Friday, May 29, 2009

Does Your Religion Have A TOS? Scientology Does.

Clearing the planet, one wallet at a time.

Does the leader of your church make you sign a contract before joining said church? Scientology seems to have a plethora of paperwork you must go through before starting up their bridge to nowhere.

For a church that says they're not all about the money, they've got an awful lot of lawyereze reading material for you that seems to be....all about the money. I just hit some highlights of this credit card style form (I'm not going to type out the wall of text) . If you want to read the complete Return of Donations TOS, click the link.

• First off, if you're asking for your money back, they imply that your motivations for seeking services was something other than spiritual improvement.
• The church may return all or a portion of the person's donations provided his request is approved by the Claims Verification Board. But before you start jumping through their three required hoops, glance at the catch all at the end of the statement,
Failing to follow this procedure or any deviation from it, such as seeking to involve third parties, including attorneys, immediately ends the procedure and the church will take no further actions to return the funds. That's right, keep it all in-house, away from those pesky prying eyes that the outside public is known for.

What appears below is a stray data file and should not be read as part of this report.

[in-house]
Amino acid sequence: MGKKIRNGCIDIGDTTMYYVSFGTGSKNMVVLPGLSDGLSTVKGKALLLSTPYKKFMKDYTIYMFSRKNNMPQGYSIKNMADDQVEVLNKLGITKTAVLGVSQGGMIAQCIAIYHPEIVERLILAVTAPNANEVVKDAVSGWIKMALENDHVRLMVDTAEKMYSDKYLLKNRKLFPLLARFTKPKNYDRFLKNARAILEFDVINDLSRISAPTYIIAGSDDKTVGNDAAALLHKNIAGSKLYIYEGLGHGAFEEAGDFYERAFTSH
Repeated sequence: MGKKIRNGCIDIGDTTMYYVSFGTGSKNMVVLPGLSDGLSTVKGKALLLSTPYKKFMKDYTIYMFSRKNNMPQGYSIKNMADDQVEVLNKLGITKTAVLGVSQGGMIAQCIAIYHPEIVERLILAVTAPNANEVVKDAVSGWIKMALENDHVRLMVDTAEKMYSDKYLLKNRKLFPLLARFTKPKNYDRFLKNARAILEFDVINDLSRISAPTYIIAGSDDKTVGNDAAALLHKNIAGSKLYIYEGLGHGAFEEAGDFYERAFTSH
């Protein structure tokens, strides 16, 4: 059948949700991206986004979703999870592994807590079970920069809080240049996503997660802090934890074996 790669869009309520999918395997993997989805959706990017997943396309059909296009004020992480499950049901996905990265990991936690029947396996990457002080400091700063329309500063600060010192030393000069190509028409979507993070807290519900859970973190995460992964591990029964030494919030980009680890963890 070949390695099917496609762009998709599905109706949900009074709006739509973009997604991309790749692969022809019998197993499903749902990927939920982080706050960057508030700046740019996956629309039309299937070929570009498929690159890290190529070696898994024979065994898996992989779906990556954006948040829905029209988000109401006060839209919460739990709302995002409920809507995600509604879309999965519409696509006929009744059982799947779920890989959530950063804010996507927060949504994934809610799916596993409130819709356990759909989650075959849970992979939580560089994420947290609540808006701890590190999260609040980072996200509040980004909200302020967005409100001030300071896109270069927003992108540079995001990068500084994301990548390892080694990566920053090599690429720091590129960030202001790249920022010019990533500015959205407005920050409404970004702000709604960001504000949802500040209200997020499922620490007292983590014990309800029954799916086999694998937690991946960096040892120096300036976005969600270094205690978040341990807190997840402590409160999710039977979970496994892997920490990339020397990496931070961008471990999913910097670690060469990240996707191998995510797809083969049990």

• And in case the above didn't keep your hard earned money in their coffers, a return of a donation is neither a legal right of a parishioner, nor a legal obligation of any Church.

But wait, you're not finished yet. You still have to sign the Statements By Staff Members Disclaimer. Another Scientology catch-all that promises nothing:

The Church, the Board and it's management take no responsibility for the statements or the claims made by the staff members regarding the workability of Dianetics spiritual healing technology or Scientology applied religious philosophy or any claims or promises made to public persons, the public or Scientologists.
Any promises of "cures" or results are not authorized and will not be honored by the Church, it's board of directors or management.

Wikipedia Update:

And more scuttlebutt about the ongoing Scientology Ban over at Wikipedia. Seems Scientology is falling back on their old Plan B after receiving an IP ban for trying to turn into a self-serving pulpit.

According to an Anon over at WWP, they've initiated Baaawww2.0, or better known as an e-mail appeal to get their right to write (and I didn't stutter) returned.

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